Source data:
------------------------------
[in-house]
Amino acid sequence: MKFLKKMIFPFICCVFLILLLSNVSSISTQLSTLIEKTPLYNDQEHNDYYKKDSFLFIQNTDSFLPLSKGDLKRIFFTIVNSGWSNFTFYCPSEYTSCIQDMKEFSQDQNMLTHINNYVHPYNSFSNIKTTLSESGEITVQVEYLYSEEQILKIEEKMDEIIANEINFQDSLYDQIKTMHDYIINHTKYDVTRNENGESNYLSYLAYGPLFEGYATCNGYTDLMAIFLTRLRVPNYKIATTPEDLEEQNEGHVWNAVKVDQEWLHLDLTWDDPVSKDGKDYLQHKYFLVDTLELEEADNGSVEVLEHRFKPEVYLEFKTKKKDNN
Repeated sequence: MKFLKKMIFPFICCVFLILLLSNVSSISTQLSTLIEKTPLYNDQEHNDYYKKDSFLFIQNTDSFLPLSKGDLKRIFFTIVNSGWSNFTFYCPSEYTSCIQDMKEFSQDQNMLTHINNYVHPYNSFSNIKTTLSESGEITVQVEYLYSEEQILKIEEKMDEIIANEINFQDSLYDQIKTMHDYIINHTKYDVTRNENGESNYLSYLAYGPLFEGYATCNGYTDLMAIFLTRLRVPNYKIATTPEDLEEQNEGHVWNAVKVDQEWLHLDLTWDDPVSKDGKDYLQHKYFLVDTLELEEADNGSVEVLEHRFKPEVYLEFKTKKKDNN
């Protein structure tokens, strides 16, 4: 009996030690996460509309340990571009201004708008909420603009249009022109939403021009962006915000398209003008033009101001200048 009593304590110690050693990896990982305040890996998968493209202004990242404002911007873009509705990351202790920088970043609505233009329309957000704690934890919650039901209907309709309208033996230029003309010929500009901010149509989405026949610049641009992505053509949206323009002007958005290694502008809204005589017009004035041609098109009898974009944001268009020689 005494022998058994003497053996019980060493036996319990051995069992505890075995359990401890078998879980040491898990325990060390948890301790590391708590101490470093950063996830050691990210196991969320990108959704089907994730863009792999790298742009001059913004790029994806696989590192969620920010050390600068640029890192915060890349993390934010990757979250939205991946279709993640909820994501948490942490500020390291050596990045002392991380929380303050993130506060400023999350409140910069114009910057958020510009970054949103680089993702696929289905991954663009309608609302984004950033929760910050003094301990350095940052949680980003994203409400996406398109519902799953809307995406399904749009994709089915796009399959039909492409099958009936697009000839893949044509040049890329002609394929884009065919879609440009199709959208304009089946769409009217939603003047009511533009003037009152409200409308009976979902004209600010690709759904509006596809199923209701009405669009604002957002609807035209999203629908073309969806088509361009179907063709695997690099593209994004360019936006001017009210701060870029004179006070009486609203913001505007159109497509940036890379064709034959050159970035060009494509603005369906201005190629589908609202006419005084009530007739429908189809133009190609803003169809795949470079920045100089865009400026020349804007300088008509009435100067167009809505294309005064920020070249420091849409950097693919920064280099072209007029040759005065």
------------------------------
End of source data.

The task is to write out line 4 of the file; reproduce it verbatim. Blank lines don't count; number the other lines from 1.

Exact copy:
């Protein structure tokens, strides 16, 4: 009996030690996460509309340990571009201004708008909420603009249009022109939403021009962006915000398209003008033009101001200048 009593304590110690050693990896990982305040890996998968493209202004990242404002911007873009509705990351202790920088970043609505233009329309957000704690934890919650039901209907309709309208033996230029003309010929500009901010149509989405026949610049641009992505053509949206323009002007958005290694502008809204005589017009004035041609098109009898974009944001268009020689 005494022998058994003497053996019980060493036996319990051995069992505890075995359990401890078998879980040491898990325990060390948890301790590391708590101490470093950063996830050691990210196991969320990108959704089907994730863009792999790298742009001059913004790029994806696989590192969620920010050390600068640029890192915060890349993390934010990757979250939205991946279709993640909820994501948490942490500020390291050596990045002392991380929380303050993130506060400023999350409140910069114009910057958020510009970054949103680089993702696929289905991954663009309608609302984004950033929760910050003094301990350095940052949680980003994203409400996406398109519902799953809307995406399904749009994709089915796009399959039909492409099958009936697009000839893949044509040049890329002609394929884009065919879609440009199709959208304009089946769409009217939603003047009511533009003037009152409200409308009976979902004209600010690709759904509006596809199923209701009405669009604002957002609807035209999203629908073309969806088509361009179907063709695997690099593209994004360019936006001017009210701060870029004179006070009486609203913001505007159109497509940036890379064709034959050159970035060009494509603005369906201005190629589908609202006419005084009530007739429908189809133009190609803003169809795949470079920045100089865009400026020349804007300088008509009435100067167009809505294309005064920020070249420091849409950097693919920064280099072209007029040759005065």